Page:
Bywater section of New Orleans: Front steps to home has "KEEP OFF HIPSTERS" painted on. Home is across the street from a bar where people who might be labeled "Hipsters" congregate. Image credit:Wikipedia, excerpted from the original.
#1. It's not a house it's a home: - Acceptance of a new paradigm of home ownership will be the biggest flip of 2011. Home builders and re-modelers will see that residences can no longer be marketed as cash assets (though the replacement paradigm is unknown). Obviously, smaller and more comfortable will substitute for Mega and gated. Perhaps those who live in or stand to inherit energy efficient, well designed homes will be seen as lucky duckies. Luckier still will be those who have homes with land enough for a kitchen garden, with sustainable water resources, and diverse local economy. (Drum roll for all the magazine rankings to come.) This will frustrate corporate America, as it is hard to corner the market on community, or shared beliefs, or distributed power.
Other social paradigm shifts will be well under way in 2011.#2. Chinese "socialism" leads US libertarianism.
As is aptly demonstrated by Chinese government's decision to Cut Rare Earths Exports by 10% in 2011 - the rare earths are essential for the manufacture and functioning of electric vehicles, plug in hybrids, wind turbines, hydroelectric turbines and defense and aerospace tech - they know a boom market when they see one.
By the end of 2010 enough Americans may have stopped licking microdots from copies of the Constitution for a political reformation to occur. It will be based on the realization that China has a strong lead in critical technologies and may soon dominate world monetary policy. These developments risk leaving the US to play the role of raw material supplier instead of value added innovator and financier to the world. What angry voters will do when this sinks in is unclear.
#3. Commodity price blues.
For US consumers, the costs of food, fuel, and electricity are rising in fast synchrony, driven by a mix of growing consumption in developing economies (China mainly), climate change, fertilizer shortage, peak oil, speculative commodity futures buying, and corporate lobbyists running government. The lower your income, the more you'll feel the pain.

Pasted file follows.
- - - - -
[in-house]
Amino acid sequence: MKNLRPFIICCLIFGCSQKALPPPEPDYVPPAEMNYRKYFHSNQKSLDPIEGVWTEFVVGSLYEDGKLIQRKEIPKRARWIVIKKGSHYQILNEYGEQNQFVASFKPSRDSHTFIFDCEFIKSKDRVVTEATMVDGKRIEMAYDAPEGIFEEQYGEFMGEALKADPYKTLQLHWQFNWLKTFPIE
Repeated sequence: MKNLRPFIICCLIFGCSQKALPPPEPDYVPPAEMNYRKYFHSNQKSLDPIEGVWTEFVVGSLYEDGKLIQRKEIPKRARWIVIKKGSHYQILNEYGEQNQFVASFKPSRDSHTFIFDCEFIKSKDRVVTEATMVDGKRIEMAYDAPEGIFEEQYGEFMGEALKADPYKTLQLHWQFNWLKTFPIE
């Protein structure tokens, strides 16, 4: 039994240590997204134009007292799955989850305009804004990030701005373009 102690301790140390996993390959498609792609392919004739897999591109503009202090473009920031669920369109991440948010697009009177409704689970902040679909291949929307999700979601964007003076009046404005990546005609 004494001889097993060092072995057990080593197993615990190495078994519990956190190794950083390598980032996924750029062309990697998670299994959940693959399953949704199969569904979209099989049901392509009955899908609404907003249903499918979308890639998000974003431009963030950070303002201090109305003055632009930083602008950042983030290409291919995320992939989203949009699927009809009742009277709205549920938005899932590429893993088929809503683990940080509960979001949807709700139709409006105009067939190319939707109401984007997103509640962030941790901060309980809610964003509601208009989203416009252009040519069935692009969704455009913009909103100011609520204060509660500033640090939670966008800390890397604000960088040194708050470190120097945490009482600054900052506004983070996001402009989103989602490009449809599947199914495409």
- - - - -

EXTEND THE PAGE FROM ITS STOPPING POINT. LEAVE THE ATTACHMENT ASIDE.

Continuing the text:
In 2011, US consumers will see that the people they have elected are powerless to overcome these rapid and continuing price rises. Problems caused by world population growth and rising per-capita consumption are spreading faster than one government's action can cope with.
Recycling will help as a long term measure. But there's no point in waiting for a consumption-based economic rally. Until the Asian economic boom slows or even reverses, Americans will have to be satisfied breathing Chinese coal dust as the cargo containers sit empty.
The political upshot for the next US election will be a debate about the need to revise global trade agreements.
Libertarianism has had a pretty good run on cable TV. Fashions do change and I wonder what the replacement shows will be?
#4. Hipster Shmipster
Speaking of fashion, 2011 will be the year in which so few of the middle class will be able to afford new-bought clothing that "hipsterism" - the very most unselfconscious sort - will have gained widespread acceptance. Neighbors will learn to love mixed fashion metaphors among those hanging out (unlike in the photo shown above).
Random recycling is so hipper than government-dictated curbside fashion sorting. Even Sara Palin can do this. I can hardly wait to learn all about it from the CNN situation room.
A bit of context from Wikipedia:
One commentator argues that "hipsterism fetishizes the authentic" elements of all of the "fringe movements of the postwar era--beat, hippie, punk, even grunge," and draws on the "cultural stores of every unmelted ethnicity", and "regurgitates it with a winking inauthenticity." Others, like Arsel and Thompson, argue that hipster is a cultural mythology, crystallization of a mass mediated stereotype generated to understand, categorize and marketize the indie consumer culture rather than an objectified group of people.